TESL GRADUATE CERTIFICATE PREPARE FOR A CAREER… TEACHING ENGLISH AS A SECOND LANGUAGE This graduate certificate program prepares you to teach English language learners in: • community programs across Canada • a variety of workplace settings • college and university programs here and abroad • a variety of settings overseas


340 hour program includes applied in-class and practicum experience Recognized by TESL Canada (Standard II) and by TESL Ontario.

Apply now for September!



Dear Life Dear Life is your opportunity to write a letter to your life, allowing you to vent your anger with life’s little frustrations in a completely public forum. All submissions to Dear Life are anonymous and therefore do not necessarily reflect the opinions of The Cord or WLUSP. They should be no longer than 100 words and must be addressed to your life. Submissions can be sent to no later than Monday at noon each week. Dear Life, wabba labba dub dub

Nah but fuck Logan Paul

Sincerely, Friend

Sincerely, and his spaghetti face paper towel friend Nash Grier too

Dear Life, Pennywise can still get it

Dear Life, Sincerely, Report me to HR so we can discuss Claddy together

Fuck ya chicken strips Sincerely, FUCK YA CHICKEN STRIPS

Dear Life, Fun pre game for St. Patrick’s: take a shot every time you see someone you don’t like Sincerely It’s Tuesday and I have alcohol poisoning


Dear Life,

Sincerely, Me

Dear Hawks, If my dog doesn’t like you, you’re probably just Lord Farquaad in a taller package

Dear Life, Working at thecord is like going to disney land Sincerely, its fun

Sincerely, That’s a sacrifice that I am willing to make Dear Life,

Dear Life,

It is Wednesday my dudes.

420 is what? Sincerely, What is 420?

Sincerely, AhhhhhhhhhhhHHHHHHHHHHHHHHHHHHHHHHHHH!!!!!!

Dear Life,

Dear Life,

You asked what I am? ...A HOUSEWIFE!!!

Ugly ass noodle head

Sincerely, Izumi

Sincerely, You’re not my dad!

As an alum from Laurier Brantford I feel like I have been isolated from the enigma that is Ezra Ave. When I was in high school a lot of my friends talked about the street party and the drugs that they tried and the drinks that they downed and that never represented what being a Golden Hawk meant to me. Party on, but keep it civil. If you are a student in Waterloo you should be hella grateful of the services that the city provides. To that end, don’t take advantage of it. Be safe, pair up and know your limits. Don’t take drugs from strangers, even friendly ones. And always, always, always remember that the male seahorse carries the eggs until they hatch instead of the female. Sincerely, SD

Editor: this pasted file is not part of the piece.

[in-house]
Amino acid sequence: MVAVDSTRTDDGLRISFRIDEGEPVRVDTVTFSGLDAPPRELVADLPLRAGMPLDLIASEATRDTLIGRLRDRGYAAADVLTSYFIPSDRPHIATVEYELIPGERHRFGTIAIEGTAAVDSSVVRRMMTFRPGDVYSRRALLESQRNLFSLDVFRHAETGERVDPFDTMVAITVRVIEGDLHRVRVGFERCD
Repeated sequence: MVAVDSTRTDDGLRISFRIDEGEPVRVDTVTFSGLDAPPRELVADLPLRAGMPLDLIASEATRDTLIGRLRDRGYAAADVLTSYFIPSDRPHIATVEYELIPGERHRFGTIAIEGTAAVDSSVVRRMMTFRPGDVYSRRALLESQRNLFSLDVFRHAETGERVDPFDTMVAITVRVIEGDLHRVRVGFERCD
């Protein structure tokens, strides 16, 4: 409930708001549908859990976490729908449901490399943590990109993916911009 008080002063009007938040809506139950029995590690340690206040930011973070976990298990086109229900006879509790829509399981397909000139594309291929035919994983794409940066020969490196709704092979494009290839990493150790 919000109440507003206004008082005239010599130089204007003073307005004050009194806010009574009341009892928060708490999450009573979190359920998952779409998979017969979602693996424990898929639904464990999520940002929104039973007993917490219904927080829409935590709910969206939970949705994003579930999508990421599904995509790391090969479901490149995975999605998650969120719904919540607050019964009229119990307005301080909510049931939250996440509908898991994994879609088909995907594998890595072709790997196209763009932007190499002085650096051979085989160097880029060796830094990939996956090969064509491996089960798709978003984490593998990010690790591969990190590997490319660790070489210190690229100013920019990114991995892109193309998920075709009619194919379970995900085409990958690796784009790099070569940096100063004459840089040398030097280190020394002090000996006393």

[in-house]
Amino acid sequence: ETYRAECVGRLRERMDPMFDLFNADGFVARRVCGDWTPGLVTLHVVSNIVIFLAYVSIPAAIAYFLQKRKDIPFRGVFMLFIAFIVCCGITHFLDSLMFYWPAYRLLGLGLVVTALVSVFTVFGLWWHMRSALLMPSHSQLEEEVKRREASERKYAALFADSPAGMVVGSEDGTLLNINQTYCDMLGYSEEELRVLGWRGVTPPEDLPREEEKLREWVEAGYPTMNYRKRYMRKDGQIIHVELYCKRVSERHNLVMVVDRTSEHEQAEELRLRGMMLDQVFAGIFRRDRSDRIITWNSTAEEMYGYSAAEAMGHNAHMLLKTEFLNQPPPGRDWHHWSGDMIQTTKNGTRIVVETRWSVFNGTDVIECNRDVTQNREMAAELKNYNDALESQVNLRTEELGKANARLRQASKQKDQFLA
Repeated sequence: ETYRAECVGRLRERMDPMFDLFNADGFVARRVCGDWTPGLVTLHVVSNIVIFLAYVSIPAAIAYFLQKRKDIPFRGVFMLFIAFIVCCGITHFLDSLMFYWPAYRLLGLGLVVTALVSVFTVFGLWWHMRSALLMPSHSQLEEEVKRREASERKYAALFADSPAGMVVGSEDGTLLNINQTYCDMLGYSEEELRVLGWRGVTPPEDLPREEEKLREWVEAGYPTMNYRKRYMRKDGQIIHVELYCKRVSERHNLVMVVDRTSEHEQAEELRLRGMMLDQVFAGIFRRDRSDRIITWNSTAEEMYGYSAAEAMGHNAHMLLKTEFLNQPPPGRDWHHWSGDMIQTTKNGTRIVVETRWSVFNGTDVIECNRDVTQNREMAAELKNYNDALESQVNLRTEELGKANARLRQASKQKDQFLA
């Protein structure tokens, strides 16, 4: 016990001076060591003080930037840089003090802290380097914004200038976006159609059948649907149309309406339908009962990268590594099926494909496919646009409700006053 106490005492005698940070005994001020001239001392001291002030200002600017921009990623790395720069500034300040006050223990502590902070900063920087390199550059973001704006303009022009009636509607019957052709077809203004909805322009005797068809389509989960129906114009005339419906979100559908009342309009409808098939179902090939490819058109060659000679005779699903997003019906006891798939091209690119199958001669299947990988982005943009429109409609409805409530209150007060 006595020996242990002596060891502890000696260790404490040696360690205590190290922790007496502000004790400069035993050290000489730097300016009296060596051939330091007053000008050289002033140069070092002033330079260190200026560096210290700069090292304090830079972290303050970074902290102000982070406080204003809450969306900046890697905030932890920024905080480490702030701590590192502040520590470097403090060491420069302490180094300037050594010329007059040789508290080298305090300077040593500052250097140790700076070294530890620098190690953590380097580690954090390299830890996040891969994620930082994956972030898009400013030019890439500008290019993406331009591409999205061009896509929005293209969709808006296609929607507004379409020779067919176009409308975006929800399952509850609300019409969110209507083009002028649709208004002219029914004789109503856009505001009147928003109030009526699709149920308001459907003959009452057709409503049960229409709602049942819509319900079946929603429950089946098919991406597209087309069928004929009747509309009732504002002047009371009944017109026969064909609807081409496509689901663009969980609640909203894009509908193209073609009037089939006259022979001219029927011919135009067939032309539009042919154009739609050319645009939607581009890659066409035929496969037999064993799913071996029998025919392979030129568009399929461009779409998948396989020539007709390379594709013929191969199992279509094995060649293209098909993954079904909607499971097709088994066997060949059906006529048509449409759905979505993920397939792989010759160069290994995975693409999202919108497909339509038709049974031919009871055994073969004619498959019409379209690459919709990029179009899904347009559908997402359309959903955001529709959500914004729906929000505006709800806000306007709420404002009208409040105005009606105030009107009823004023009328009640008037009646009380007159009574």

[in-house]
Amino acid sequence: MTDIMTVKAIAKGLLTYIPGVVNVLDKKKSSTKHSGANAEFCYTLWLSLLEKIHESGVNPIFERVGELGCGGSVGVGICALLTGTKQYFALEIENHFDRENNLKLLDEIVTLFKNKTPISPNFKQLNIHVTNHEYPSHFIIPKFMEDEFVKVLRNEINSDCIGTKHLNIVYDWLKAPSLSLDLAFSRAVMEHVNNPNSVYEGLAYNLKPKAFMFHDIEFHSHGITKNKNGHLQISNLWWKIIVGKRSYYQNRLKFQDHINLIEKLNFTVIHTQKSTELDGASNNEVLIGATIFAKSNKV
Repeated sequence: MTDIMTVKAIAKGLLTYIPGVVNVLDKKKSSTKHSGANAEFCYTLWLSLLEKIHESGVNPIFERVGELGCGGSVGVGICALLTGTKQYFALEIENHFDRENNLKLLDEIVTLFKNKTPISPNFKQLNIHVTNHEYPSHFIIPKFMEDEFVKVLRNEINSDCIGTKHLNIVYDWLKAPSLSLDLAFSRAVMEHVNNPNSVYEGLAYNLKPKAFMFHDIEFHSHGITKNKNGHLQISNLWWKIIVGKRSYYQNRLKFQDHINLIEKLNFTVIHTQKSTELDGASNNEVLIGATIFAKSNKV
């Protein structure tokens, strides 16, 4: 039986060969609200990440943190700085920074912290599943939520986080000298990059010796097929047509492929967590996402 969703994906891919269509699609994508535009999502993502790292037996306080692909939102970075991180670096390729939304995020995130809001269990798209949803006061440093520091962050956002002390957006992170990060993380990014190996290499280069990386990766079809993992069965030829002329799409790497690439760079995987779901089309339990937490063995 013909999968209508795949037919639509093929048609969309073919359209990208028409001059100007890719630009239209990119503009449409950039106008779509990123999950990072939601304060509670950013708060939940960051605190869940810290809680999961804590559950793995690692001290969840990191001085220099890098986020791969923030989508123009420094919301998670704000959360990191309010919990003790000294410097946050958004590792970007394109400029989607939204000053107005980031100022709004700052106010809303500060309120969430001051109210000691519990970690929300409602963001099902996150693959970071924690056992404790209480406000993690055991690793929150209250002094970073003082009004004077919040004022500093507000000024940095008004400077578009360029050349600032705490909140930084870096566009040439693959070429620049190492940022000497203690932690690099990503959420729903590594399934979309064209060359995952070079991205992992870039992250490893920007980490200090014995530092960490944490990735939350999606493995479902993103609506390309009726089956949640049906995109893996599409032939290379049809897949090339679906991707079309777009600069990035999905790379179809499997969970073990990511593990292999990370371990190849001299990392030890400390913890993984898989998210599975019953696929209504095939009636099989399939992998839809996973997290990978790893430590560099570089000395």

Dear Life, Dear Life,

Dear Friend, I know you are having a rough semester, but please know I am here for you and I want you so badly to succeed! Keep smiling and success will find you!

What up I’m Jared I’m 19 and I never fuckin learned how to read Sincerely, No I cannot

I’m not like them, but I can pretend my sun is gone, but I have a light the day is done, but I’m having fun I think I’m dumb

Dear Life,

Sincerely, or maybe just happy

we want YOU - writers - photographers - videographers - graphic designers - web developers - copy editors

to volunteer for US




The Cord Cast

BECOME CAREER-READY IN LESS THAN A YEAR. Specialized Graduate Certificates in: • Administrative Business Management • Career Development Professional • Community and Social Service Management • Entrepreneurship Management • Event Management • Financial Planning Services • Global Business Management • Global Hospitality Management (Co-op) • Human Resources Management (Optional Co-op) • Integrated Marketing Communications • Occupational Health, Safety and Wellness • Project Management • Social Media Marketing • Supply Chain Management - Global • Sustainable Business Management


10 •



Join Features Editor Karlis Wilde as he unearths the history behind Laurier’s most notorious bash “There will be no big street party this year, next year, or any other year, because it will be broken up…” Tricia Siemens, Waterloo councillor, in an interview with The Record, April 19, 1995. In The Cord’s 1995 coverage of the Ezra Street party, Amanda Dowling wrote about “the largest, wildest version of the annual Ezra Street Party.” The event hosted 1,500 students and “resulted in 42 arrests, 9 criminal charges and two life-threatening injuries.” Compared to 2017’s turnout, estimated at between 12,000 to 15,000 attendees, those figures seem like small potatoes. With the intended undergraduate enrolment at only four years, it seems ingrained in the collective memory of the student body that Ezra has been — and always will be — host to an essential party.

But let’s look at how that little circle of debauchery has evolved Surprisingly, it wasn’t until 2010 that the street hosted its first notable Saint Patrick’s Day celebration. The Cord reported that the police responded to only 25 calls regarding noise and nuisance that day, because the parties along the street were spread out and calm enough to keep it safe, contained and out of the national news. THE REBIRTH Following a quieter period of Ezra — a period of around fifteen years — the party as we know it today began with the blossoming of an early spring. “There was this really fabulous St. Patrick’s Day,” Phil Champagne, Executive Director and COO of the Students’ Union said. “One of those rare days in the middle of March where it was abso-